iOttie iON Qi wireless fast charging pad review

At a glance, you might mistake iOttie’s new iON Qi wireless charging pad for something coming directly from Google. Of course, you’d probably pretty quickly remember that the Pixel line doesn’t support wireless charging for whatever reason so that wouldn’t make any sense, but that hasn’t stopped iOttie from crafting a device with Google’s fingerprints all over it.

If you’re curious what I mean, take a look at the charging pad and think about the base of a Google Home, or the design of a Google Daydream VR headset.

Google doesn’t own the copyright for making gadgets with a fabric finish, but they’re pretty much the only company that’s consistently doing it. It’s unique and weird, in a good way, but you don’t see many devices that pretend to be carpet unless it’s from Google.

The construction of the iON is pretty solid, offering a pretty lightweight charger to sit on your bedside stand that somehow manages to blend in with an end table while still looking pretty striking. Chargers are boring but the iON is actually pretty cool. That plain gray fabric just looks very professional.

It’s ported in the back above the USB ports, likely to help dissipate heat, and it doesn’t weigh much at all. There are four small nubs for feet on the bottom to help keep it off of a surface just slightly, and an embossed plastic ring to indicate where the charging coil is hidden underneath the surface.

Oh, but let’s back up to that USB port. You’ll see a regular USB A port to charge another device that’s not wireless charging capable, and a USB C port. I’ve spent the first part of 2018 complaining about the lack of USB C ports and charging on most accessories, and we finally got one that you can charge with the same cable you use to juice up your phone. All is right in the world, at least with the iON.

Now that USB C port doesn’t do anything special with charging, unfortunately. iOttie promises fast wireless charging, which means 10W of charge to a newer Samsung device and 7.5W of charge to an iPhone, with everything else getting the standard 5W of output. However, since the USB C cable can deliver up to 18W of power to the charging pad, that means you can draw up to 12W of power from the USB A port on the backside, which is great for something like a tablet that you frequently charge at night.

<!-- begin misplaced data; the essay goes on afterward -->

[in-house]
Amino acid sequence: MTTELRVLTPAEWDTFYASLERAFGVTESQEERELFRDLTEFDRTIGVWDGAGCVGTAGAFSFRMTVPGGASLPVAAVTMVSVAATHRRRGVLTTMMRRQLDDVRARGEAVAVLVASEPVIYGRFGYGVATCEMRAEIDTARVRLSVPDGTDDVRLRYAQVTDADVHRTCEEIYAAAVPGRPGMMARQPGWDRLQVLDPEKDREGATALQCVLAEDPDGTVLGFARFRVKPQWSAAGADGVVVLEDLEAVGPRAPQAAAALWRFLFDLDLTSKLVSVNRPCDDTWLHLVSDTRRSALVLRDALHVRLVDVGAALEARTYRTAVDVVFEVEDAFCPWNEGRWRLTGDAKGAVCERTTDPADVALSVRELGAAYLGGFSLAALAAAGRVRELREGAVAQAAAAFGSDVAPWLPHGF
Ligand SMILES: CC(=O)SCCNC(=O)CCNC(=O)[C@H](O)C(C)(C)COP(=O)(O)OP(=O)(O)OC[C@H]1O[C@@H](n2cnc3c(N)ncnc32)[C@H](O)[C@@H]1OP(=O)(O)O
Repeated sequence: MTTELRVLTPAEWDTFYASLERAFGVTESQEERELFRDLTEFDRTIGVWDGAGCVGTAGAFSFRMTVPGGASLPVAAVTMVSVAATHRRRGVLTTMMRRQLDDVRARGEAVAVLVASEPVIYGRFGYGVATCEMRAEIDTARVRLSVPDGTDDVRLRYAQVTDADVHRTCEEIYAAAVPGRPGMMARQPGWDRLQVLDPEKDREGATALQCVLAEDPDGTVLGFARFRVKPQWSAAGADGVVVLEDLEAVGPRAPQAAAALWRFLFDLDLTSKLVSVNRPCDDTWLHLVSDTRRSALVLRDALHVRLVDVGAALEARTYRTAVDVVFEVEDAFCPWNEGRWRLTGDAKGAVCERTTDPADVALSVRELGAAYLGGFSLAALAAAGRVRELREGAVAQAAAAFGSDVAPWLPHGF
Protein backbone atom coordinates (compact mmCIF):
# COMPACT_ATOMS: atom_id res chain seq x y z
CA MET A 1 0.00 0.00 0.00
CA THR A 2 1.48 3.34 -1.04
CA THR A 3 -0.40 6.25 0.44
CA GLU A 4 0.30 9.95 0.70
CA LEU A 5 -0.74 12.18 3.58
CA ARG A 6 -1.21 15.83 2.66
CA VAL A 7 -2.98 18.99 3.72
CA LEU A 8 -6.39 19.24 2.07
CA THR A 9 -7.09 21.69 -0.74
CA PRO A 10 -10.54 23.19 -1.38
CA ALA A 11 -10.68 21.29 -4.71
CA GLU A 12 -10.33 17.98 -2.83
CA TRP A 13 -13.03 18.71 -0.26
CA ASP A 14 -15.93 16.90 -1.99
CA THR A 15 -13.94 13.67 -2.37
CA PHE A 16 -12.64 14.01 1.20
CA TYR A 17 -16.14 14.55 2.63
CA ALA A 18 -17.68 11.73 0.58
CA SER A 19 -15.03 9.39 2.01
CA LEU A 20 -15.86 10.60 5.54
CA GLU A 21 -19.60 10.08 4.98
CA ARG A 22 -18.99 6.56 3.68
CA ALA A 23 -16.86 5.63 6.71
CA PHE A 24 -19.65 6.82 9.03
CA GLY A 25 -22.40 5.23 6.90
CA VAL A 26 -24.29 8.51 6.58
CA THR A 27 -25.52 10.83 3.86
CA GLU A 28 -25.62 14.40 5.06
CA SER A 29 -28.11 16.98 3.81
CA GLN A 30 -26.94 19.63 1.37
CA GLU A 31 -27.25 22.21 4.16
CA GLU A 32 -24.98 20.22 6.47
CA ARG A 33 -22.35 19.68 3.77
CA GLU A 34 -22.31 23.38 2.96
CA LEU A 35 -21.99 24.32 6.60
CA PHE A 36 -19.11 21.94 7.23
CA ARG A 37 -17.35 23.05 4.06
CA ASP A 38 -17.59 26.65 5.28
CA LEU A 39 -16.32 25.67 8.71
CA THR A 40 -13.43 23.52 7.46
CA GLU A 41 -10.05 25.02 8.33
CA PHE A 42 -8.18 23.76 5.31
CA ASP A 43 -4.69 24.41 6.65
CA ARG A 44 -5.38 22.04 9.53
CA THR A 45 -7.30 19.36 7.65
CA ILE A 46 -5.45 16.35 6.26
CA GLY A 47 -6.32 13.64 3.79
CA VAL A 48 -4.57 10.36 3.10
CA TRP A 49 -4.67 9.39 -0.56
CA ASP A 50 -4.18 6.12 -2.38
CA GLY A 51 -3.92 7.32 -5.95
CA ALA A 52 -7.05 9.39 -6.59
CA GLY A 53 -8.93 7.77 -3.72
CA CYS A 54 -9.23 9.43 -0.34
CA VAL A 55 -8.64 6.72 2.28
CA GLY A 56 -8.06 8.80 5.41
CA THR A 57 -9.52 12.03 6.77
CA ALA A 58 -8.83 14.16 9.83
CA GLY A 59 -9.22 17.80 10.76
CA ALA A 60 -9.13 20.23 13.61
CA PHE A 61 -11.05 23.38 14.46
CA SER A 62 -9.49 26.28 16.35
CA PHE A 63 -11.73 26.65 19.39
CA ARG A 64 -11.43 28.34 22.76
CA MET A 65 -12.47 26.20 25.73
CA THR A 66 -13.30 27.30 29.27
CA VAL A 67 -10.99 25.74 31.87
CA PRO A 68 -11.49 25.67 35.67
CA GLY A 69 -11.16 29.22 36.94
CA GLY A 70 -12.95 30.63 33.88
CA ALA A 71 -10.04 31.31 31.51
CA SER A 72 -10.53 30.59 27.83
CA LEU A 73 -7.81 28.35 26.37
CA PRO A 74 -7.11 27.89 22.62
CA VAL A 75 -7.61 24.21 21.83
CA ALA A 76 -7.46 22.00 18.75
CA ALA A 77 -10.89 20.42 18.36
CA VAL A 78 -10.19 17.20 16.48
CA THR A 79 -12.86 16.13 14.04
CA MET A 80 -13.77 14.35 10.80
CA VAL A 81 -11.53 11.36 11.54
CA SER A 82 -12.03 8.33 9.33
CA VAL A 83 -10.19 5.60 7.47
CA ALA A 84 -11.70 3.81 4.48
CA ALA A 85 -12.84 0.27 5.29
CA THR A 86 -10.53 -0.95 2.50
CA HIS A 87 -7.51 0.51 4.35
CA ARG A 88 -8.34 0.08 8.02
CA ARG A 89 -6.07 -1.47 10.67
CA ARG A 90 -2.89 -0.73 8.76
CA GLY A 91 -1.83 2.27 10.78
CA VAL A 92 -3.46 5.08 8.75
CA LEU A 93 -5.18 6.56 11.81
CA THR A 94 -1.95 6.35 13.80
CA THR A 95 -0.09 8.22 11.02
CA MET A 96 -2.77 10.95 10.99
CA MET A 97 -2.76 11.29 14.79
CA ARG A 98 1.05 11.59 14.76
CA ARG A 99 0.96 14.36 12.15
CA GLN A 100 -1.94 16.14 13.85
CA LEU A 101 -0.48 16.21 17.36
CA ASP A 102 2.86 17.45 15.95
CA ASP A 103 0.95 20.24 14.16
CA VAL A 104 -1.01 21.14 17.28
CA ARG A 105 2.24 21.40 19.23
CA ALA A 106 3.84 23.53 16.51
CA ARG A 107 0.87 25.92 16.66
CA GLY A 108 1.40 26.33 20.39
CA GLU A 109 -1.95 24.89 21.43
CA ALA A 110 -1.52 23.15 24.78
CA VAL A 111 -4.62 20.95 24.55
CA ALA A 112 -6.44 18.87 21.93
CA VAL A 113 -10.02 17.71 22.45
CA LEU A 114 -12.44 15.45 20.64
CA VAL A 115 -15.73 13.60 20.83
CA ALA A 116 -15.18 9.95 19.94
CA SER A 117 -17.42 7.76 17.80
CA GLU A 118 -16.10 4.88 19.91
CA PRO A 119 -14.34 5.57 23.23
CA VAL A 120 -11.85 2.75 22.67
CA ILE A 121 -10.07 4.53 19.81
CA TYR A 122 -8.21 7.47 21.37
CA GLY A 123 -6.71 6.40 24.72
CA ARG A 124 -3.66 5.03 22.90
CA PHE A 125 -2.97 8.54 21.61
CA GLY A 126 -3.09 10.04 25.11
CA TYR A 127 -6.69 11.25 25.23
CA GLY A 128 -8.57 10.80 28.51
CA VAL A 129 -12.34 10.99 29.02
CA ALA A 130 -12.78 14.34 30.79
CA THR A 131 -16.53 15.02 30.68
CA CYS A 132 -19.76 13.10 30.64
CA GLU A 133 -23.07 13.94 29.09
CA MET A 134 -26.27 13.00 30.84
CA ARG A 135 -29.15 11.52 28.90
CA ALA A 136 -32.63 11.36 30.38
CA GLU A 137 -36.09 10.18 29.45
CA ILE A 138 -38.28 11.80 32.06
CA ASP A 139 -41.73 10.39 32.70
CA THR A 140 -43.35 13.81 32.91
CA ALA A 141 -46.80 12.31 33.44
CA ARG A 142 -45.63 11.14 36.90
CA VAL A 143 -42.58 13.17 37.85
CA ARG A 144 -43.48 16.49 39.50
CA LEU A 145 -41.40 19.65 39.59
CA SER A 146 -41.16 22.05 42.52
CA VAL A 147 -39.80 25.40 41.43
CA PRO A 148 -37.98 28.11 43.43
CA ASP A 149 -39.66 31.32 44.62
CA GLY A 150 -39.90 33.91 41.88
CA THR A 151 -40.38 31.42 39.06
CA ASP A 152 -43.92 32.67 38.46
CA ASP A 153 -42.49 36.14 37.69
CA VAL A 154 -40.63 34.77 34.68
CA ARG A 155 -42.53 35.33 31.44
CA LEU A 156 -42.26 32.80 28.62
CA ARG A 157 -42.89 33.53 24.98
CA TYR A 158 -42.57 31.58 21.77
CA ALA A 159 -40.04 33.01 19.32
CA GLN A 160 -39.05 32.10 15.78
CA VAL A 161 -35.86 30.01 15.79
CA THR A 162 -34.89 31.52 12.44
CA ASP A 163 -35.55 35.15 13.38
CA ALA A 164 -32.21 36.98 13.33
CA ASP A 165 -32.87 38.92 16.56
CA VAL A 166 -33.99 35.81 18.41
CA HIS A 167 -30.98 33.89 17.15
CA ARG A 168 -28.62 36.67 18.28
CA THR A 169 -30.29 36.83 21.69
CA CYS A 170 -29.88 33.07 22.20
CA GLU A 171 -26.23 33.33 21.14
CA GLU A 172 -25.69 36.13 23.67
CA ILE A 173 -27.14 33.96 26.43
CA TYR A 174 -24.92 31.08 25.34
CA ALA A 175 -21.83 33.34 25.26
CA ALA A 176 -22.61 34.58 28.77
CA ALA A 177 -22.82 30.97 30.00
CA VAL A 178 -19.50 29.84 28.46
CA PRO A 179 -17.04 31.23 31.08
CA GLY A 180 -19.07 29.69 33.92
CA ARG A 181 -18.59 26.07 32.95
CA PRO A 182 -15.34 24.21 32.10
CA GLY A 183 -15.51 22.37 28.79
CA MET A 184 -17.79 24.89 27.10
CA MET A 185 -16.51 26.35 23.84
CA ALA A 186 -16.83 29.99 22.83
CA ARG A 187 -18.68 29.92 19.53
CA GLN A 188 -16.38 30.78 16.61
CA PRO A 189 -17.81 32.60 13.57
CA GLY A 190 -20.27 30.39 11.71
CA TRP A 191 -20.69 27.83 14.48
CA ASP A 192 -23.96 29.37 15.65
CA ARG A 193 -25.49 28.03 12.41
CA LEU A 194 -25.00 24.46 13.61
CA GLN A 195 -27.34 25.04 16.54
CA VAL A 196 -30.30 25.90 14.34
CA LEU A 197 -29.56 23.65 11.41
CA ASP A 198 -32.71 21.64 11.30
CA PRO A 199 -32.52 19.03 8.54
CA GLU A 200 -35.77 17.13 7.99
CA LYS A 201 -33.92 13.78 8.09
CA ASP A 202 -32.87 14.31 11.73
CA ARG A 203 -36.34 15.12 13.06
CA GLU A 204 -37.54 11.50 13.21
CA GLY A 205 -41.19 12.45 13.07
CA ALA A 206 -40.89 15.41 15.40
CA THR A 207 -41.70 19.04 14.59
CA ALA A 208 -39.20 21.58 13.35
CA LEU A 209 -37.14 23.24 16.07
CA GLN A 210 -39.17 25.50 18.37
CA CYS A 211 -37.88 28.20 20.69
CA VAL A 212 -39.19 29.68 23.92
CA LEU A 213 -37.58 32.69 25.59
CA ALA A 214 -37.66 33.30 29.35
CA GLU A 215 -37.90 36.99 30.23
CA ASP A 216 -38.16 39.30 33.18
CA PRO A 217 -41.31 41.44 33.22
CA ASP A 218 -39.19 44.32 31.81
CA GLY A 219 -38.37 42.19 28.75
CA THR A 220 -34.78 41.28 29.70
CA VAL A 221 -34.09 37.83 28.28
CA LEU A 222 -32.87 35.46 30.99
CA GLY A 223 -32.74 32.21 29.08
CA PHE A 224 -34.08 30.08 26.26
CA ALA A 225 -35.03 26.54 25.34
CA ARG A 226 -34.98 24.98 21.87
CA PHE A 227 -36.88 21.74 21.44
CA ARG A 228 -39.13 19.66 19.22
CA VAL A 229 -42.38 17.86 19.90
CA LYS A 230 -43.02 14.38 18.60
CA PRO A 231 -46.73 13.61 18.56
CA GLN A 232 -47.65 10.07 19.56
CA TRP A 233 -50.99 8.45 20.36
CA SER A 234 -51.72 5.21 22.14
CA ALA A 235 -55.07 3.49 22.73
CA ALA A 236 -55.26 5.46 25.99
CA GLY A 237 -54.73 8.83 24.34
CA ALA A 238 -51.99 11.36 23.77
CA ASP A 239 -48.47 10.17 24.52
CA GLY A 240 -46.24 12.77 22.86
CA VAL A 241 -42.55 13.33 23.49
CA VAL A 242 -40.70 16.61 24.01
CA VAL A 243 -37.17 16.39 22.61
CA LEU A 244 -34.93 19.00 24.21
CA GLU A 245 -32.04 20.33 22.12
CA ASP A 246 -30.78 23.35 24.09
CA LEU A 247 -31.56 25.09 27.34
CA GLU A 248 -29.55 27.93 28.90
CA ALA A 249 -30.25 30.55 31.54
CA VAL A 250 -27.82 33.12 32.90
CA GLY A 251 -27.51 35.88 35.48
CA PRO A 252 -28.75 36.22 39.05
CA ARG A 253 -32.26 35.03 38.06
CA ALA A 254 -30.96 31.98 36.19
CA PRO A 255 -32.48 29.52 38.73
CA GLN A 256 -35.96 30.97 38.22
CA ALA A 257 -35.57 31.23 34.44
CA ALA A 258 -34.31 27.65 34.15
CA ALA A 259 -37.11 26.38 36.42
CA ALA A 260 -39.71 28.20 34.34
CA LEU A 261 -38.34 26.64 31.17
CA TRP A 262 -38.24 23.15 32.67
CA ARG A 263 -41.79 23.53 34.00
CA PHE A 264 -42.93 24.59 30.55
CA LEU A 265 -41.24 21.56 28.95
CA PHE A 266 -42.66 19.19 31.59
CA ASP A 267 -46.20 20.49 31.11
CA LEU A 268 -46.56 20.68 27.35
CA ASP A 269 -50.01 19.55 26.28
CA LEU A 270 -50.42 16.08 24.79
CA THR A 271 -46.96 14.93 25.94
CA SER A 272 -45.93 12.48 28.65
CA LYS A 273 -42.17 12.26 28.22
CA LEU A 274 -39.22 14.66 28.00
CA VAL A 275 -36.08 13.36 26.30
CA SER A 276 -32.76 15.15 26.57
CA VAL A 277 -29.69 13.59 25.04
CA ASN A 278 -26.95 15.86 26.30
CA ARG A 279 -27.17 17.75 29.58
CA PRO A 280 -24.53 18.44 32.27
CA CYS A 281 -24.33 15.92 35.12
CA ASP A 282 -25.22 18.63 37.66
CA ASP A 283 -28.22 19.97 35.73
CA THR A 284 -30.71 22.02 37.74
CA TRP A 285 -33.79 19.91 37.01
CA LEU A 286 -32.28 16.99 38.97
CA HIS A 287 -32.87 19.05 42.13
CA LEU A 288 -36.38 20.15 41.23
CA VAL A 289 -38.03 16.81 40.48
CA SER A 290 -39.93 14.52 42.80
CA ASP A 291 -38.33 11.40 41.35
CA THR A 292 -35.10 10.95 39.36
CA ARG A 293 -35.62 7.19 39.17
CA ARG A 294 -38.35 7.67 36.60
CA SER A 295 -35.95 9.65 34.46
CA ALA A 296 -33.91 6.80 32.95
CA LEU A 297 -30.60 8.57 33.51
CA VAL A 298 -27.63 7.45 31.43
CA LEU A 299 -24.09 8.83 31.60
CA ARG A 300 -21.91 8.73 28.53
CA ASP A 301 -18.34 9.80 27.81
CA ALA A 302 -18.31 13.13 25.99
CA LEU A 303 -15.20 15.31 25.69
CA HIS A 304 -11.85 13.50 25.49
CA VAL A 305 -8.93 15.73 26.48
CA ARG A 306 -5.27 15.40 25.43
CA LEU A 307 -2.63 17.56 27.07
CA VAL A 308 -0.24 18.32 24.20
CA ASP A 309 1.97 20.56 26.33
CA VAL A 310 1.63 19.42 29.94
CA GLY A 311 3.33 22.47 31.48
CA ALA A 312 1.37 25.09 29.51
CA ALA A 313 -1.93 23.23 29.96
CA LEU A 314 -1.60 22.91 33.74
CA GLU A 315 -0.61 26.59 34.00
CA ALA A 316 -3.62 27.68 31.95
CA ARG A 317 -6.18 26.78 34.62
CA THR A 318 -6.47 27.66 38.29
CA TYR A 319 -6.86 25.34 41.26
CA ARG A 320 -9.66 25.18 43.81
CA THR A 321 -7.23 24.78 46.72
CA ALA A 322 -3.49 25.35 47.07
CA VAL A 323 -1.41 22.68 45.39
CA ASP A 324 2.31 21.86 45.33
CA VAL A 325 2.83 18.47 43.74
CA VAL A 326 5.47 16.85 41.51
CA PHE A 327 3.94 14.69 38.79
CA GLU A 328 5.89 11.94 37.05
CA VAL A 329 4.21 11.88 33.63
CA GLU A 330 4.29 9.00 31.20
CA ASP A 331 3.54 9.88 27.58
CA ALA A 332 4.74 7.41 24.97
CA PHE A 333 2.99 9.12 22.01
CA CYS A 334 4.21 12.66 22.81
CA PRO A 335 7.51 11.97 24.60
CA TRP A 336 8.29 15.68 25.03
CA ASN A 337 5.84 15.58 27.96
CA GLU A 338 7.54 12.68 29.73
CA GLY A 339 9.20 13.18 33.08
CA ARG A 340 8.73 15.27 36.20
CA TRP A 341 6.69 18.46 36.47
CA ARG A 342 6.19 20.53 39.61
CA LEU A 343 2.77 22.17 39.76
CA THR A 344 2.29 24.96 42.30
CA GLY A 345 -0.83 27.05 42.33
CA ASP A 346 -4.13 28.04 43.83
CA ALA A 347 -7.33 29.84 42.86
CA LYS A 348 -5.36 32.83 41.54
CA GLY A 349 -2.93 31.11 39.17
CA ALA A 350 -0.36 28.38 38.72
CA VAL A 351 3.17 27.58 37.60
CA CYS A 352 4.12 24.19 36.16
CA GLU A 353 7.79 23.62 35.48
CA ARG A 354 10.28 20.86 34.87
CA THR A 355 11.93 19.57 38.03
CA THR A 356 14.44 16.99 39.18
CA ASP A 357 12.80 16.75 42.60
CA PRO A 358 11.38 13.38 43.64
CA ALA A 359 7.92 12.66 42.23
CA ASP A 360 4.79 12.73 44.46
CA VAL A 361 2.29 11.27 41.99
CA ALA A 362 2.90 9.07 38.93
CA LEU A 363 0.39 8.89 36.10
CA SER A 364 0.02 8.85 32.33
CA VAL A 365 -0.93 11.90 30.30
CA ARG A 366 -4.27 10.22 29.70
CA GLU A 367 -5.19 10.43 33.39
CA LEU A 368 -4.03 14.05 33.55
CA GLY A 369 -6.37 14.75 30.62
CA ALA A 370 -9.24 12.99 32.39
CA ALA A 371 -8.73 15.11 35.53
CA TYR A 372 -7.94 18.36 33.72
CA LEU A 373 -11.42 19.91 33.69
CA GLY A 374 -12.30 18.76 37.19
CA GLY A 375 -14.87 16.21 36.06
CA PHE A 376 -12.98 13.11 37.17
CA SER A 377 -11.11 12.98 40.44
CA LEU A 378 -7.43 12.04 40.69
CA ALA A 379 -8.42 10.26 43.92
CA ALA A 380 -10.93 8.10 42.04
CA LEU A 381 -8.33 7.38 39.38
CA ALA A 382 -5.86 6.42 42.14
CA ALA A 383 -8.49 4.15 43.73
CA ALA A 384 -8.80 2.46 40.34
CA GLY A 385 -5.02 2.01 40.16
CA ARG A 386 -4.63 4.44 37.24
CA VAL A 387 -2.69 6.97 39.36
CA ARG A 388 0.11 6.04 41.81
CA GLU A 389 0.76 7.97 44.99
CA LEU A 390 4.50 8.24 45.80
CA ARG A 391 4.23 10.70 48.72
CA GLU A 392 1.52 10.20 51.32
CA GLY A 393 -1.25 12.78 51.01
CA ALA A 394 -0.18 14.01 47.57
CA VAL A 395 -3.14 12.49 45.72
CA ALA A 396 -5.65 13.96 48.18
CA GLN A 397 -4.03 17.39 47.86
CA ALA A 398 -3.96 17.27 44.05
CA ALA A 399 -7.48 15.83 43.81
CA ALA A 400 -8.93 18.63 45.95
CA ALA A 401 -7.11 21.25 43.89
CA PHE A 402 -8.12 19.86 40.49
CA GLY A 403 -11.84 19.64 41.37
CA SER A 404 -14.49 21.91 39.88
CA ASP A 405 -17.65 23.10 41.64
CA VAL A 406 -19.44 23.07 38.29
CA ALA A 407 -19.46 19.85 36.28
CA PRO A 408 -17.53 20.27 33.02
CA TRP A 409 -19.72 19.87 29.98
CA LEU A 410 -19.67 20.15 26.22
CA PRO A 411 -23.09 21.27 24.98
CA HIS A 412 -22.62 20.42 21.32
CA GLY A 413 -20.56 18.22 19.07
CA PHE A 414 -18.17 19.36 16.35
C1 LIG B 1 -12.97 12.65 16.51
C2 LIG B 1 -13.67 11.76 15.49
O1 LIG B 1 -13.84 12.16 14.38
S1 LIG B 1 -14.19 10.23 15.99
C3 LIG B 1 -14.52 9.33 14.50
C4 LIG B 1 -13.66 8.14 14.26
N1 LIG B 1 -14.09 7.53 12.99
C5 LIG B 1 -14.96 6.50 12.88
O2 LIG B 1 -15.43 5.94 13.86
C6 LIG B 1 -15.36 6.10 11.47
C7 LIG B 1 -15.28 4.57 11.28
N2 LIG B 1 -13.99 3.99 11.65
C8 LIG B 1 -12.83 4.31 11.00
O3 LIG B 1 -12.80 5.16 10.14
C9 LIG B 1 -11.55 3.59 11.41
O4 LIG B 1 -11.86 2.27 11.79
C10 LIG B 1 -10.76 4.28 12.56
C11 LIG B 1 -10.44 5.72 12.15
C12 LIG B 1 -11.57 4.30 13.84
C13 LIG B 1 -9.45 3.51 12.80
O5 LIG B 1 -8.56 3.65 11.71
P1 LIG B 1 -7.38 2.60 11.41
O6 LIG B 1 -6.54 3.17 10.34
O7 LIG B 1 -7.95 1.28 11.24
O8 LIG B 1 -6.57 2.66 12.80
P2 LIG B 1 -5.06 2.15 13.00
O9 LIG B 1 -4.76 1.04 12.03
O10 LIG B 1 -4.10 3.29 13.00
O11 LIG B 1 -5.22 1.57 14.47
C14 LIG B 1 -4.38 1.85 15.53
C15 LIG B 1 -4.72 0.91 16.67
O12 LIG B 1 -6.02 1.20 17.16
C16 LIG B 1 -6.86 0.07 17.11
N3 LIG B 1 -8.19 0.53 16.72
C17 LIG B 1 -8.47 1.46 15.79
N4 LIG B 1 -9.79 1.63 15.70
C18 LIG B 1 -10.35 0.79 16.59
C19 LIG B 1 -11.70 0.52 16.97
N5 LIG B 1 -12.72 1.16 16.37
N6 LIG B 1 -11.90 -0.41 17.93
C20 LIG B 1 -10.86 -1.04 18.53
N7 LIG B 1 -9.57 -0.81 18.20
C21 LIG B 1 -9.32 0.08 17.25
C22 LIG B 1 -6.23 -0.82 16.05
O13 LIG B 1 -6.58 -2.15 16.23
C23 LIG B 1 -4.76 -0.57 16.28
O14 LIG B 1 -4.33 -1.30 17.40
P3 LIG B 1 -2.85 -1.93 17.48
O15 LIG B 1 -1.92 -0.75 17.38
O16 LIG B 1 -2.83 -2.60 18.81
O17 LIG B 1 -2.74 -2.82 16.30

iOttie includes a faint white light to indicate when your phone is charging, which contrasts from the typical blue that you see on most other chargers. Personally, I’m a bigger fan of the blue light. It stands out a little bit more and doesn’t mingle in with overhead lights as much, but I can see why iOttie went for the unassuming option with the iON.

When you’re debating on whether or not you want to invest in a wireless charger, you’re most likely going to think about where you’re going to put it. Most of the other chargers we’ve reviewed have been great for a variety of situations, but up until now I’d never thought we’d need a recommendation for an office or professional setting. The iON make a very compelling argument on why we do need that.

The heathered fabric just looks like it belongs on a clean desk next to some pencils, and that white light takes away the nerdy, gadgety vibe you get from some other accessories. iOttie even offers it on three colors (Ruby, Ash, and Ivory) to coordinate it with the rest of your office furniture. Combined with the simplicity of using the next standard of USB cable and the option to plug in any old wired device and you’ve got a winner for your work desk.

At $49, it’s a little pricey, which is another trend we’re seeing. I think iOttie manages to make that price point a good value proposition with the sleek design and USB C port, but we’re getting dangerously close to the point where these chargers are going to need to offer some kind of major new feature to continue justifying their price tags.

Buy it now: Amazon


About the Author: Jared Peters

Born in southern Alabama, Jared spends his working time selling phones and his spare time writing about them. The Android enthusiasm started with the original Motorola Droid, but the tech enthusiasm currently covers just about everything. He likes PC gaming, Lenovo's Moto Z line, and a good productivity app.